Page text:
• Crime rates are an obvious deterrent in certain locations. If your neighborhood has a crime problem, be careful. Assume it will get worse before it gets better, and that means it will be harder to sell the home down the road. Not to mention your own safety and security!
  • School may be one of the most important factors in a location. Good schools will help you sell a home more reliably than most other considerations. And if you’ve got kids, you want them in the best schools available.
  • Transportation is another factor in choosing a location. Is it convenient to main roads or highways? Would a commuter consider it a good location for getting to work in the morning? If traffic is particularly bad in the area, that is a strike against a location.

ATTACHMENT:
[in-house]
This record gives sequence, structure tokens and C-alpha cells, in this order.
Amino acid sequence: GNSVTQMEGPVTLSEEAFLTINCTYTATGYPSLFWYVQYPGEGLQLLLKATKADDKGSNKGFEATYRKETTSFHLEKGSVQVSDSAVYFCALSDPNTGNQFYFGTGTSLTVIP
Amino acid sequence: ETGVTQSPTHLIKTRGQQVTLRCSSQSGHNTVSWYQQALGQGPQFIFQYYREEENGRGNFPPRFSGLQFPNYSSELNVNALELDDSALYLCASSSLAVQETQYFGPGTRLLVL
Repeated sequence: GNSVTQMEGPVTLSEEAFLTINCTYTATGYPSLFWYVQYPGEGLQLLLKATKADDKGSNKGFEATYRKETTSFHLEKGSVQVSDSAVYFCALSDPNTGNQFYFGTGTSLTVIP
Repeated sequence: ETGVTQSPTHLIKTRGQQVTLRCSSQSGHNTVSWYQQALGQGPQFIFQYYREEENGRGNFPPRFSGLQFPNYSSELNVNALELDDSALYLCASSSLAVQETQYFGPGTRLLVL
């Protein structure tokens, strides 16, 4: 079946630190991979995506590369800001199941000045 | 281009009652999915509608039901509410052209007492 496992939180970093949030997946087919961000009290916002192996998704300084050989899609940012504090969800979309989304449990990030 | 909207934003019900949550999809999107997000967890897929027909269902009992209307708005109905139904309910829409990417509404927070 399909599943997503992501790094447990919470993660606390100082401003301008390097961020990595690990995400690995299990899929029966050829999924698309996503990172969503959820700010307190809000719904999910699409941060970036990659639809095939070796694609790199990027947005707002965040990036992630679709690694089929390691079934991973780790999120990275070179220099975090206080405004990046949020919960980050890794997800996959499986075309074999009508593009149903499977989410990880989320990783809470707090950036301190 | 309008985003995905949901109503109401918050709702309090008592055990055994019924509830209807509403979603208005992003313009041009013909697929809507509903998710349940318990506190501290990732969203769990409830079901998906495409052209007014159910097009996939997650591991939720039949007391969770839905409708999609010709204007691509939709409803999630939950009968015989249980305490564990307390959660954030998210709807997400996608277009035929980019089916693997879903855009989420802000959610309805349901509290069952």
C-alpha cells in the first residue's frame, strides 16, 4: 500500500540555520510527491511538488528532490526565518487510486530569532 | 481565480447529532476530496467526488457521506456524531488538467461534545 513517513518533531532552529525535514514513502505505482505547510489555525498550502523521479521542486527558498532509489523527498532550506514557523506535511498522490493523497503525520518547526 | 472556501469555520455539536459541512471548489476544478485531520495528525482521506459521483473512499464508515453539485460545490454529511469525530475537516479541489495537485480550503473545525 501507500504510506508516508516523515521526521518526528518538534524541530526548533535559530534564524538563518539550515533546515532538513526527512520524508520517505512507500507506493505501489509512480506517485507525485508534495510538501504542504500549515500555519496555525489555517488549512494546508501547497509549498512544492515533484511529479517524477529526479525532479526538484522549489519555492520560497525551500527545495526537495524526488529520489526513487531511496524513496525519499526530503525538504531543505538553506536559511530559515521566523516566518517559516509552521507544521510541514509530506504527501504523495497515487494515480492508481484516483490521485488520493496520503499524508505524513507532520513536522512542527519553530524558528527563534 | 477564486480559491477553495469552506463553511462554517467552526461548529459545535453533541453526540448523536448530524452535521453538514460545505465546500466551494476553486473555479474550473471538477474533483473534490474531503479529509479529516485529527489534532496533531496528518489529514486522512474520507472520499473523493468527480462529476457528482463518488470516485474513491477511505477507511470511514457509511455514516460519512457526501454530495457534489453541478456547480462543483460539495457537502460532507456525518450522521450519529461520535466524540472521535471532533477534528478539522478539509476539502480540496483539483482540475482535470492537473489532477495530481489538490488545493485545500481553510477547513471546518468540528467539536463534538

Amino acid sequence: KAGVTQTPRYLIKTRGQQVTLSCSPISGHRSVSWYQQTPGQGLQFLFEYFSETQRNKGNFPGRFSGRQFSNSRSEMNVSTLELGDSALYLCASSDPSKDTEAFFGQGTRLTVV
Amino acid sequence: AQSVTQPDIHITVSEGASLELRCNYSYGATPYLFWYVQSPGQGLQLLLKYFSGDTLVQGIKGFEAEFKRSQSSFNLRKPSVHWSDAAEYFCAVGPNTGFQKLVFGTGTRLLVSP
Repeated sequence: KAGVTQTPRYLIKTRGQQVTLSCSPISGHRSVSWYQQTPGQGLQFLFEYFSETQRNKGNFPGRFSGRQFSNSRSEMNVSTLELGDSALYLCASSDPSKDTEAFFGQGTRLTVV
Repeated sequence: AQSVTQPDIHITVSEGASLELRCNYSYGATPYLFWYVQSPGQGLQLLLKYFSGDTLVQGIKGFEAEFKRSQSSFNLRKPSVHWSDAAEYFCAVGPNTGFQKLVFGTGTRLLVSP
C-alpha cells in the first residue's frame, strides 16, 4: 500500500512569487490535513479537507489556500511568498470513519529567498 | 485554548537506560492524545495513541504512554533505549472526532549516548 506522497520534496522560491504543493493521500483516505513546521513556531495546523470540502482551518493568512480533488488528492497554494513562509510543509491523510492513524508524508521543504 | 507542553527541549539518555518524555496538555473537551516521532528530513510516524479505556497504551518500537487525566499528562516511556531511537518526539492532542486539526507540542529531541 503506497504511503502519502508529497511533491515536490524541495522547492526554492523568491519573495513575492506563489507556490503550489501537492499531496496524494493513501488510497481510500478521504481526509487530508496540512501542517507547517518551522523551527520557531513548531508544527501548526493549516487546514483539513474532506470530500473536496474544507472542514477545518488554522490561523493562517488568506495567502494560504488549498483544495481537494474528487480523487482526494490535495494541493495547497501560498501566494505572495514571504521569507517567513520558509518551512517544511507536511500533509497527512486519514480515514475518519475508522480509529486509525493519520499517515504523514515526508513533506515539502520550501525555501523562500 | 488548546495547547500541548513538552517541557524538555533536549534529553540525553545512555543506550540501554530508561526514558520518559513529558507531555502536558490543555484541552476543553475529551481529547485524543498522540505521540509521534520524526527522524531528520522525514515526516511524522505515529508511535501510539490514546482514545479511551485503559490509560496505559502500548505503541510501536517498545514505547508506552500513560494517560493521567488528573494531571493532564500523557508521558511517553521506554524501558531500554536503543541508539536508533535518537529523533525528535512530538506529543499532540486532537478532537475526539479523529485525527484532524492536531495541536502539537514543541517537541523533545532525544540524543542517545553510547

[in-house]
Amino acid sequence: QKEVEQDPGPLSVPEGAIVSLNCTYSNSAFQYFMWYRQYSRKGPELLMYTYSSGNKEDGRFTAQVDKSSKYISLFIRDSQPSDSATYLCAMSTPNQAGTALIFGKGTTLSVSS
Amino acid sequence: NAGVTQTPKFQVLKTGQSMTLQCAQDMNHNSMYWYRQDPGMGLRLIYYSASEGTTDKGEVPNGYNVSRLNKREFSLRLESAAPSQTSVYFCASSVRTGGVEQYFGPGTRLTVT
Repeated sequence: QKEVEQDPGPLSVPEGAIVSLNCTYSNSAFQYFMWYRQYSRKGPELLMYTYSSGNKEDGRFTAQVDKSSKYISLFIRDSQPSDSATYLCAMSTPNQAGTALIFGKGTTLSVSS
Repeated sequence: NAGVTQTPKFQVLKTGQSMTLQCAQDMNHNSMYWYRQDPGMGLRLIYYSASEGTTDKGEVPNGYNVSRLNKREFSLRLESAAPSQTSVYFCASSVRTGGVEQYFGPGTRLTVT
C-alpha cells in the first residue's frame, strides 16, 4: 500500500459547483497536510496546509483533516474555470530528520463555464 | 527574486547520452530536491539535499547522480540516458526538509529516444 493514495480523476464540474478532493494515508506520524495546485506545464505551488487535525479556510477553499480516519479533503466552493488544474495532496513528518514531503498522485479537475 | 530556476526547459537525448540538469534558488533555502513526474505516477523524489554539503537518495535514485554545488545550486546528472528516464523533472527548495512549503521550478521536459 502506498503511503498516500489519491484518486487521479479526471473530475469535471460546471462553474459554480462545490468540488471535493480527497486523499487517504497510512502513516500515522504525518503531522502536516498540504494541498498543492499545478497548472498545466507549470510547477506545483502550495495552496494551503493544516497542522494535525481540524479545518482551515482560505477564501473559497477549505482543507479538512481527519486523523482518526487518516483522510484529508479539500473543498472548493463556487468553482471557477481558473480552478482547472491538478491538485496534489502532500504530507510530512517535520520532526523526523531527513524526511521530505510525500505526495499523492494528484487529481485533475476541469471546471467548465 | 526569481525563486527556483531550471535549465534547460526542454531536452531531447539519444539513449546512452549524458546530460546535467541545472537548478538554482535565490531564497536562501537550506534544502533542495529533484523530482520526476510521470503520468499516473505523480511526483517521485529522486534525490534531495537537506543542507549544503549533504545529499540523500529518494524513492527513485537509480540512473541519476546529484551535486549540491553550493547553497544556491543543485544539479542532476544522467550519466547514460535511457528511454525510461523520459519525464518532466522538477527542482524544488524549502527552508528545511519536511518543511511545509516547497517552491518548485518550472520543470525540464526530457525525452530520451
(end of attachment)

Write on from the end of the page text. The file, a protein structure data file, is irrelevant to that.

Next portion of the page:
• Amenities can make a difference. Look at things like shopping, entertainment, public services, religious centers and restaurants. Also be on the lookout for negatives in this area. Is there a waste dump or sewage treatment plant nearby?
  • Be aware of any extra costs associated with the location. Does the neighborhood have an HOA? Are there toll roads nearby? Any extra local taxes or auto licensing requirements? One area might pay more for simple things than what you’re used to—find out what the going rate is for lawn care services, drain cleaning, snow removal, etc.

Property

The property itself will depend on your priorities:

  • Handicapped access
  • Size of home
  • Size of lot
  • Style of house (architectural style, single vs. multi-floor)